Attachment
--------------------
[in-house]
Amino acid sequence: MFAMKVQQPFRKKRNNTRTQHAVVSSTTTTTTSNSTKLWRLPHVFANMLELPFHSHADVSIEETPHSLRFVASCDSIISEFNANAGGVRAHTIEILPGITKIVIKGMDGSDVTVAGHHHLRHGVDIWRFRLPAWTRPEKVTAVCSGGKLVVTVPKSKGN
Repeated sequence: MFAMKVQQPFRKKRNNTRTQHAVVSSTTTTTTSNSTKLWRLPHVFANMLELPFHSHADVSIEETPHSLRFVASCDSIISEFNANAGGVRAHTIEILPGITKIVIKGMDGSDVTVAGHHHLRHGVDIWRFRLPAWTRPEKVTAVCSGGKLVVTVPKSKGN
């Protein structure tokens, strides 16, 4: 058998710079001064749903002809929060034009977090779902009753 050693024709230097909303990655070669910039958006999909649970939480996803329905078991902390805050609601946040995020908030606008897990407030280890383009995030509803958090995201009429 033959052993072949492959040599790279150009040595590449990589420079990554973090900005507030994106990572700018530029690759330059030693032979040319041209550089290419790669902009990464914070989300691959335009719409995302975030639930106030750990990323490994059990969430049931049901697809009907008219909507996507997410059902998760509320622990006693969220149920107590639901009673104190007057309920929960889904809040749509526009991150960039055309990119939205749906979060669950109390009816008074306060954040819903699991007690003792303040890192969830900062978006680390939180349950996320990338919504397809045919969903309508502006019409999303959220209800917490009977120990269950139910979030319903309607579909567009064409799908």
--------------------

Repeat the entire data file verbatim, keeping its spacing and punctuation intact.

[in-house]
Amino acid sequence: MFAMKVQQPFRKKRNNTRTQHAVVSSTTTTTTSNSTKLWRLPHVFANMLELPFHSHADVSIEETPHSLRFVASCDSIISEFNANAGGVRAHTIEILPGITKIVIKGMDGSDVTVAGHHHLRHGVDIWRFRLPAWTRPEKVTAVCSGGKLVVTVPKSKGN
Repeated sequence: MFAMKVQQPFRKKRNNTRTQHAVVSSTTTTTTSNSTKLWRLPHVFANMLELPFHSHADVSIEETPHSLRFVASCDSIISEFNANAGGVRAHTIEILPGITKIVIKGMDGSDVTVAGHHHLRHGVDIWRFRLPAWTRPEKVTAVCSGGKLVVTVPKSKGN
């Protein structure tokens, strides 16, 4: 058998710079001064749903002809929060034009977090779902009753 050693024709230097909303990655070669910039958006999909649970939480996803329905078991902390805050609601946040995020908030606008897990407030280890383009995030509803958090995201009429 033959052993072949492959040599790279150009040595590449990589420079990554973090900005507030994106990572700018530029690759330059030693032979040319041209550089290419790669902009990464914070989300691959335009719409995302975030639930106030750990990323490994059990969430049931049901697809009907008219909507996507997410059902998760509320622990006693969220149920107590639901009673104190007057309920929960889904809040749509526009991150960039055309990119939205749906979060669950109390009816008074306060954040819903699991007690003792303040890192969830900062978006680390939180349950996320990338919504397809045919969903309508502006019409999303959220209800917490009977120990269950139910979030319903309607579909567009064409799908």